Review: 'Runner Runner' runs hot, cold with Ben Affleck, Justin Timberlake
By By Betsy Sharkey and Los Angeles Times Film Critic
Oct 03, 2013 at 7:05 PM
Movie review: Ben Affleck, Justin Timberlake play it cool in the world of online gambling, but 'Runner Runner' runs out of steam.
Only one word describes the effect of watching Ben Affleck slowly dial down the temperature one degree at a time in "Runner Runner": Cool. Frank Sinatra cool.
He stars as sociopathic online gambling mogul Ivan Block, and if that role doesn't sound cool, you haven't seen Affleck at the controls.
Justin Timberlake costars as Richie Furst, a Princeton whiz kid, also cool. Not as cool as Block. Nor as keen on the whole sociopathic lifestyle. The money's great, but feeding enemies to the crocodiles crosses some lines.
First we're introduced to Richie's very profitable campus online gambling services, with all the money going to a good cause called tuition. After he gets on the dean's list — and not in a good way — his fortunes change. Smart guy that he is, Richie decides he can beat the online gambling odds and cover his Princeton bill. When that doesn't work, he tracks down the guy whose online operation cheated him: the legendary Ivan Block.
Great clothes, great presence, great-looking COO Rebecca Shafran (Gemma Arterton), Block is a smooth operator with great expectations when it comes to Richie. He extends an offshore offer the kid can't refuse. FBI agent Shavers (Anthony Mackie), who has made the mogul and his Costa Rican enterprise a special project, has an offer of his own.
The question is, who is bluffing whom?
My bet's on Block no matter how the movie plays out. He is one killer of a character, and Affleck plays him like a Bach concerto — every note perfectly played. Loved Affleck in "Argo" and "The Town," but this particular Machiavellian turn reminds me more of his troubled George Reeves in "Hollywoodland." Something about the set of the jaw, the seduction in the eyes.
The crime thriller is directed by Brad Furman, who has a habit of falling in love with certain characters, as he did Matthew McConaughey's back-seat attorney in "The Lincoln Lawyer." It means he tends to forget to pay enough attention to the rest. He's done it again with Block. Richie and Rebecca deserved more.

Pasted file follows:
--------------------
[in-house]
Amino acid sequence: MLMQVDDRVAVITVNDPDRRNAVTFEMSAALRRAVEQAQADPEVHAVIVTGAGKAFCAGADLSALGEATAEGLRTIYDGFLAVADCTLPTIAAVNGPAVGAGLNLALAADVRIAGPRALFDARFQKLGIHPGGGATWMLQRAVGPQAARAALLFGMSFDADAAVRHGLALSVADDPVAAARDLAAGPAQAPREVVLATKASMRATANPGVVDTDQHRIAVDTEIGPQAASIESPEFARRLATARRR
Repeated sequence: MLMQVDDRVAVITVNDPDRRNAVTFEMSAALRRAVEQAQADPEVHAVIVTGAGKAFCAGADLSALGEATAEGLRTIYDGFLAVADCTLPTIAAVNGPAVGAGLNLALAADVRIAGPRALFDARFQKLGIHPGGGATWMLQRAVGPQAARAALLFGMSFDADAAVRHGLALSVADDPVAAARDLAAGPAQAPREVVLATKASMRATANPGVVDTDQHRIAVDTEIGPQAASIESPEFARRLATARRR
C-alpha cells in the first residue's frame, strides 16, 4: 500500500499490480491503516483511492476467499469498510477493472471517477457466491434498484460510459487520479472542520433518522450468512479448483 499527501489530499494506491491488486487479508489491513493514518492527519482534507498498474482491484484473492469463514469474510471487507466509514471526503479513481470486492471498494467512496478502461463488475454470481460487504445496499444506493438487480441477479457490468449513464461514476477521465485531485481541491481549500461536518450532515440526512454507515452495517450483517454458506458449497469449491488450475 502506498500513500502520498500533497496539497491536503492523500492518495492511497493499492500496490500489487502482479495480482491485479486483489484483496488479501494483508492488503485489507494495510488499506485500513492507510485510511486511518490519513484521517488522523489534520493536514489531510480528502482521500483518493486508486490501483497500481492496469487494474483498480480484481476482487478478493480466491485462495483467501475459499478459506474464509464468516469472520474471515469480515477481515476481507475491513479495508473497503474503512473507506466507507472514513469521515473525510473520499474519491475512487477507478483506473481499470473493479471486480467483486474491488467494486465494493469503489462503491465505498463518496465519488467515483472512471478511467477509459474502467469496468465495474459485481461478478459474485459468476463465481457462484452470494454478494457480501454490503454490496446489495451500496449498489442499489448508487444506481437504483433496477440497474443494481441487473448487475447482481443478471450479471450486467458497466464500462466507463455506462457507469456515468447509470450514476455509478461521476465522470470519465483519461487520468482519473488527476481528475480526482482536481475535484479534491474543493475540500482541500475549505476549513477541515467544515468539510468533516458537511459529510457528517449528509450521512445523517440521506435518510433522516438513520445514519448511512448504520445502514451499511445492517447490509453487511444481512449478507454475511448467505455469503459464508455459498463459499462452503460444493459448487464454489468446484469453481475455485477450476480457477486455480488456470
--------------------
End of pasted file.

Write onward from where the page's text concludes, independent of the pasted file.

There are other challenges, primarily a spotty script by Brian Koppelman and David Levien. They have written other manipulation stories, among them the teasing "Ocean's Thirteen," and to my mind their best, the tense "Runaway Jury." But in "Runner Runner" they've gotten completely caught up in explaining the specifics.
There is what amounts to an on-screen tutorial about online gambling, with a series of news clips decrying the practice and actual computer screen demonstrations. Yawn.
They get into why Block's business is offshore, as if terms such as "illegal" and "money laundering" are new to the lexicon. They throw in Richie's dad, Harry (John Heard), a low-end poker player and a cheat, then write "fall guy" all over him.
Fortunately we do have Timberlake. He has a way of breathing life into even deadened moments. You want to watch him. But like most stars, his acting is better when the plotting is smarter. "Runner Runner" too often sends Timberlake running down a blind alley when he should be out on a scary limb or twisting in the wind, so we have something to worry about. This is billed as a crime "thriller," after all.
There are many bribes and betrayals in "Runner Runner," a few twists on trust, and some surprise appearances by Agent Shavers, whose outrage Mackie makes fun.
Arterton is a very appealing Brit still looking for one of those breakout roles. And no, I do not count "Clash of the Titans" or "Prince of Persia: The Sands of Time," no matter how big their budgets. She and Timberlake have good chemistry on the few occasions Furman lets them bring sexy back.
A little romance is a nice break from all the money stuff. I never realized how boring it is to watch someone count it, or deliver it, or receive it. Not even when cinematographer Mauro Fiore, with an Oscar for "Avatar," is shooting the rich, the impoverished and the beautiful beaches of Costa Rica with such a discerning eye.